Zionist mural attacked in Belfast

 Graffiti treated as ‘hate crime’

Mural daubed with graffitiThe mural has been attacked before

Police are treating as a hate crime the defacement of a Belfast memorial to an Irish Zionist who fought in World War One.

The words “scum” and “Nazis” were daubed on the mural at the junction of Beverley Street and Northumberland Street.

It honours the life of Lieutenant Colonel John Henry Patterson.

He served in the British Army and commanded a volunteer force known as the Jewish Legion.

Police said the incident happened some time between Thursday evening and Friday morning and have appealed for information about the incident.

DUP MLA William Humphrey said those responsible for the graffiti were not reflective of Belfast and offered his full support to the city’s Jewish community.

“I’m appalled that sick, evil people have sprayed grossly offensive anti-Semitic graffiti on a pro-Israel mural,” he said.

“The Jewish community has and continues to make an important contribution to the religious, cultural, commercial and business life of Belfast.”

Clarification sought after report of shots fired

SHAME Fein have called for police to clarify whether shots were fired at a patrol nnear Woodvale Park on Monday night.

Oglagh na Ehireann (ONH)

Police said on Tuesday they are investigating reports two shots may have been fired at a police vehicle in Brompton Park at around 10.20pm. However, councillor Gerard McCabe said local people think the bangs may have been fireworks. “Speculation or claims that there was an attack on the PSNI vehicle are not helpful and the winner this is either confirmed or refuted the better,” he said. “The community in Ardoyne have undergone a stressful time recently with the Orange Order cranking up tensions with weekly protests. “The last thing they need are any unrepresentative micro groups within the area trying to make themselves relevant.” The DUP‘s William Humphrey said the shooting was “part of a wider pattern of incidents that have the clear intent of increasing community tensions”. “It demonstrates once again that the Parades Commission‘s disastrous decision has not only damaged community relations but has emboldened the sectarian agenda of sections of republicanism,” he said.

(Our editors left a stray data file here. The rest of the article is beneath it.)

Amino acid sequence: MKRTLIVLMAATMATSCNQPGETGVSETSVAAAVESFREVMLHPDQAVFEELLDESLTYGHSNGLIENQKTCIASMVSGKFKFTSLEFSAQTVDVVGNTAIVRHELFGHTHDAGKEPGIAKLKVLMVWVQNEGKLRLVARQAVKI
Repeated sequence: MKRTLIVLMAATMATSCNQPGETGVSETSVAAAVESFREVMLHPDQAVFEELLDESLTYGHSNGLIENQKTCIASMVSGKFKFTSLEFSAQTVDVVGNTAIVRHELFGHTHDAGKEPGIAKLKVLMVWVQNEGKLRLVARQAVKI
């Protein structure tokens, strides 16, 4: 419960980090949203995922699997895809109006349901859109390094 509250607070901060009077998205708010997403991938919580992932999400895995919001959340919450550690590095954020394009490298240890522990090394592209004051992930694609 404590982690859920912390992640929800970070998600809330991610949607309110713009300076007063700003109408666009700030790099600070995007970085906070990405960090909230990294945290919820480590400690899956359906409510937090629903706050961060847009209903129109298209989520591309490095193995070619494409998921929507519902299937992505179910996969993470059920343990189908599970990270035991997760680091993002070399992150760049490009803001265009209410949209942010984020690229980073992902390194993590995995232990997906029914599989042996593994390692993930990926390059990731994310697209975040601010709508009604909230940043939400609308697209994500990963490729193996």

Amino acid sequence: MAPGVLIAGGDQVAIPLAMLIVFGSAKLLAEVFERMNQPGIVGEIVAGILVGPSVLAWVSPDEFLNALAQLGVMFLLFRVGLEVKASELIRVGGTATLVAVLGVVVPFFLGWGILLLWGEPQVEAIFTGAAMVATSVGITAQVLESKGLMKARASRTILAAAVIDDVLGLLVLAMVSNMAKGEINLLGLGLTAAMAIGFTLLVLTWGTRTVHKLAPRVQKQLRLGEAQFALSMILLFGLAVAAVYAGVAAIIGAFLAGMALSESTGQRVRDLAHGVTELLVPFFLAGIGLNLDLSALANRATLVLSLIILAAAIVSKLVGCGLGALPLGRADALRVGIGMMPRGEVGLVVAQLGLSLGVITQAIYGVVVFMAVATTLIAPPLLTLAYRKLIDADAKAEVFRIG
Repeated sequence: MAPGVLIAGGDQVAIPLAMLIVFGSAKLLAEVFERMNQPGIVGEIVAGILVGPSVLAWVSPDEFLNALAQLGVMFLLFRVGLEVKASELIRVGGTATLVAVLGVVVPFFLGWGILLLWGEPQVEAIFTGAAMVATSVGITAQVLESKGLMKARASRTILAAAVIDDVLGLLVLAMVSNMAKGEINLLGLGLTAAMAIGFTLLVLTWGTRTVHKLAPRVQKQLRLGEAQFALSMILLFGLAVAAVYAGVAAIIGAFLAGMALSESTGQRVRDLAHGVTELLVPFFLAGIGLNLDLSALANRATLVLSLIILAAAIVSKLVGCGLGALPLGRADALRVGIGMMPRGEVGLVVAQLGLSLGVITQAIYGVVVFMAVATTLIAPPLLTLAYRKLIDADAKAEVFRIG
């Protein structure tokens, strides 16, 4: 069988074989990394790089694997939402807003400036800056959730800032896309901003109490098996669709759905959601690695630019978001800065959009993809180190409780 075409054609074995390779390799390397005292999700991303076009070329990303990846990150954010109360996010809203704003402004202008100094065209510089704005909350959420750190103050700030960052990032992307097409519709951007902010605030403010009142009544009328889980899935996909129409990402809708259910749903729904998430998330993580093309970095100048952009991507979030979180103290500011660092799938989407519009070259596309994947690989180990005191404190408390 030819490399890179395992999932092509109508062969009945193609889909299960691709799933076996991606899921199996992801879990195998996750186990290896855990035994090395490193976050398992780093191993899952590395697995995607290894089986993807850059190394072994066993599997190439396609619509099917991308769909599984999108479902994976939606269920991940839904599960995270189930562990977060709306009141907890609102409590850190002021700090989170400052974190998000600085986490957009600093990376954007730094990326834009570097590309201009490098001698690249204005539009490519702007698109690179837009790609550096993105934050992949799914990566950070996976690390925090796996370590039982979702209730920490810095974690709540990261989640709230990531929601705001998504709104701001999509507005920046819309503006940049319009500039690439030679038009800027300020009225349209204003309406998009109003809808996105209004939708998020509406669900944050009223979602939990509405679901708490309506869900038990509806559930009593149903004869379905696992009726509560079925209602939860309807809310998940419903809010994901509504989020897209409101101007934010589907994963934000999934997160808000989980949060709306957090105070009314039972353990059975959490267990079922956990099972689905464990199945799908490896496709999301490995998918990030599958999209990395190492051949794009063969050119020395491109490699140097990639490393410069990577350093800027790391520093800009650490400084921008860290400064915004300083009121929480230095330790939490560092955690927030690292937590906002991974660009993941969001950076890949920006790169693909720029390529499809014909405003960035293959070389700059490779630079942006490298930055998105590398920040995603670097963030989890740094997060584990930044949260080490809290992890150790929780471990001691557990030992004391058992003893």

DUP assembly member William Humphrey refused to directly condemn the attack on Belfast Lord Mayor Mairtin O Muilleoir despite being asked 18 times in a row.


During an interview on BBC Radio Ulster‘s Evening Eextra programme, Mr Humphrey said his party had advised the council the mayor should not go to the park event, given the tensions in the area around flags. Presenter Seamus McKee repeatedly asked him if the jostling and heckling of Mr O Muilleour was wrong. However, Mr Humphrey did not answer the question directly and said the mayor should have listened to the DUP’s advice. “I’m not going to comment on something I didn’t see,” he added. However, when asked if attacks on police officers who were escorting Mr O Muilleior from the scene were wrong, he said: “All violence is wrong, I said that earlier in the interview”.

With thanks to the : The Irish News.

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